Bishop Blesses $2.4M Addition At Hamburg Parish

Michael Wojcik

Gives growing faith community more space for worshippers, ministries, activities

HAMBURG Last Sunday, Bishop Serratelli blessed a 10- year dream in the making for St. Jude the Apostle Parish here: a $2.4 million addition that gives the Sussex County faith community another 8,881-square-feet of space for worship, ministries and activities. Already, parishioners have been utilizing these longawaited facilities — including a new parish hall and multipurpose resource center and expanded worship space — which were designed to serve St. Jude’s growing population.

On Dec. 14, Bishop Serra - telli was the main celebrant and homilist of a Mass at St. Jude where he blessed the new facility that added a new parish hall, five new resource rooms and 141 seats to the church, which “enables parish ioners to participate fully in the worship service and give them a direct line of sight to the sanctuary, altar and tabernacle,” said Father William Collins, St. Jude’s pastor and a concelebrant of the Mass.

“Parishioners are very happy with the addition. They like the look of it,” said Father Collins, who had welcomed Bishop Serratelli to St. Jude’s for the groundbreaking of the addition last year. “The new addition is much more comfortable. More space, with new heating and air conditioning, makes the facility more functional and attractive. I hope that it helps enhance the spirituality of the people,” he said.

Designed by an architect from Lafayette, Allan Spector, this ambitious project included expansion of the worship space, including a new nar - thex, a relocated main entry and restrooms. The worship area was expanded by utilizing the space of the old parish hall that was adjoining the church. The expansion of the church, built in 1968, added 27 more pews, which increased its capacity from 300 to 400 people, Father Collins said.

The addition also includes five multipurpose resource rooms that serve the parish in many ways, most notably offering classroom space for its religious education program, including an office, and many of its ministries, such as evangelization and rosary and prayer shawl makers, Father Collins said.

The new 200-person-capacity parish hall that already has hosted a “Sweet 16” birthday party and is booked to host an Eagle Scout ceremony. Father Collins said that he envisions the large space, for other parish events, such as Italian Night, repasts after funerals and “Coffee and…” socials after Masses on Sundays. Also, parents of religious education students will have a place to gather and talk, while waiting for their children in class — “a great way for people to get to know each other,” the pastor said.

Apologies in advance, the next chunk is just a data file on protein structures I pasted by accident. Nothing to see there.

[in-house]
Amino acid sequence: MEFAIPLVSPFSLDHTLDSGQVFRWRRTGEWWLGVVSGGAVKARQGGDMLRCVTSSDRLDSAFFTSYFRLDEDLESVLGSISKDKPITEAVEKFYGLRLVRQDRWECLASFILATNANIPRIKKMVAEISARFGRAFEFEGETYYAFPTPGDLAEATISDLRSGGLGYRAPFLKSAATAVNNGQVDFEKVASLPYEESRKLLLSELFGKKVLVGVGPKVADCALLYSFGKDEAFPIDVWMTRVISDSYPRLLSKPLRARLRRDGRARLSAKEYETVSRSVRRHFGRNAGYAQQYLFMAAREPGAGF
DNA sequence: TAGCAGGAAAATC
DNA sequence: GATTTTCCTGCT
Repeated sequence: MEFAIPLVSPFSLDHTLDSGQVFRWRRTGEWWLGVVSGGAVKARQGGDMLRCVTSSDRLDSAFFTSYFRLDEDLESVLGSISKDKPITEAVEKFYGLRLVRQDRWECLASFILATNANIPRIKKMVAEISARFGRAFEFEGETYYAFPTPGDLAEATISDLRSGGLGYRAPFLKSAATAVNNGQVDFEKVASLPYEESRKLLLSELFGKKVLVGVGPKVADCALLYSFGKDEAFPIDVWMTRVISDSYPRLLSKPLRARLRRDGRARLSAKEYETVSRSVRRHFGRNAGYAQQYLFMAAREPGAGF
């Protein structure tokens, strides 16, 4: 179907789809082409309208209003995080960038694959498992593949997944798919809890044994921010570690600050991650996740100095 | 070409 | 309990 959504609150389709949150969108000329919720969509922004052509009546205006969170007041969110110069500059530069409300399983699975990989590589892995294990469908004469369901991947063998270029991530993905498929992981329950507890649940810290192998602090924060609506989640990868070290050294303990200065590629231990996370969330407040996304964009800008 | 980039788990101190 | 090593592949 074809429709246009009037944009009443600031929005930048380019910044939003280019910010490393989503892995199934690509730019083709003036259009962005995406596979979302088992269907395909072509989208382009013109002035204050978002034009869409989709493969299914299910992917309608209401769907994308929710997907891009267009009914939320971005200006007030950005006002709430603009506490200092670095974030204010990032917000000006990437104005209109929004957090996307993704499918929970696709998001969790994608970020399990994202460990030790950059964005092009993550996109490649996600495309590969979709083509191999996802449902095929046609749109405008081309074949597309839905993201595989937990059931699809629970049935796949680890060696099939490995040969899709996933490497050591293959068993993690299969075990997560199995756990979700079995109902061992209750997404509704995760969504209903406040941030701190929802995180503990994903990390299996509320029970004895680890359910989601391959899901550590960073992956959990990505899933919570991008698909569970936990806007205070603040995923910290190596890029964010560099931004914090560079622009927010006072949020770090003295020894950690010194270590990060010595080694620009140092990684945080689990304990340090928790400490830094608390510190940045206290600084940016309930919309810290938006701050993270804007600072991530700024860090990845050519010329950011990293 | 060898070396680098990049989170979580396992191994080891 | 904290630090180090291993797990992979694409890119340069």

The new parish social hall and multi-purpose resource center has eased overcrowding in the existing facilities, which do not have enough room for religious education and other ministries. St. Jude’s scheduled each CCD class for alternating Sunday mornings or afternoons. That’s because the current space could not accommodate all the classes at one time, Father Collins said.

“The area has been growing over the past 15 years with the building of new homes and housing developments,” said Father Collins, who noted that St. Jude’s takes in or is surrounded by several municipalities, including Hamburg, sections of Hardyston Township, the Scenic Lakes area of Vernon and a small part of Wantage.

St. Jude’s has increased to 600 families — far more than the 187 families who helped start the faith community as a mission of Immaculate Conception Parish, Franklin, in 1965. Over the years, the parish has been expanding its offering of outreaches and ministries to meet the needs of its growing population, Father Collins said.

“We also needed to improve our facilities,” said Father Collins about the reason for the new addition.

So 10 years ago, planning for the new addition by the Feasibility Study Committee, the Building Committee and the Parish Council began and included a capital fund-raising campaign. At first, St. Jude’s delayed construction, due to the economic downturn a few years ago, but then realized that it would be financially prudent to start the project around that time. Eager for work, contractors were reducing their prices, said Father Collins, who noted that the parish will put the finishing touches on the project in the spring with some landscaping.

The new addition joins other renovation projects that have been undertaken at St. Jude’s over the years. In 1987, the church was renovated. An Allen organ was installed in 2003. Also, parish has undertaken other construction projects, such as the rectory in 1982, the garage in 1986, the church interior renovation in 1987, the parking lot extension in 1994, the parish kitchen in 1997 and the church exterior renovation in 2004, according to the history of the small parish.

After last Sunday’s Mass, Father Collins thanked Bishop Serratelli for visiting, St. Jude’s, parishioners for their generous financial support and all those who worked on the project.

“To have Bishop Serratelli here is a great honor any time that he comes. The people appreciate it,” Father Collins said.

Read the full article at http://www.evergreeneditions.com/article/Bishop+Blesses+%242.4M+Addition+At+Hamburg+Parish/1887139/239314/article.html.

Lawyer Urges Catholics To ‘Hear God, Be Open And Surrender To Him’

Michael Wojcik

MADISON The noble profession of the law can wait but the Lord cannot. Prominent attorney Karol Corbin Walker of Assumption Parish, Morristown, makes certain to begin each morning in prayer, often reflecting on Scripture or other religious texts.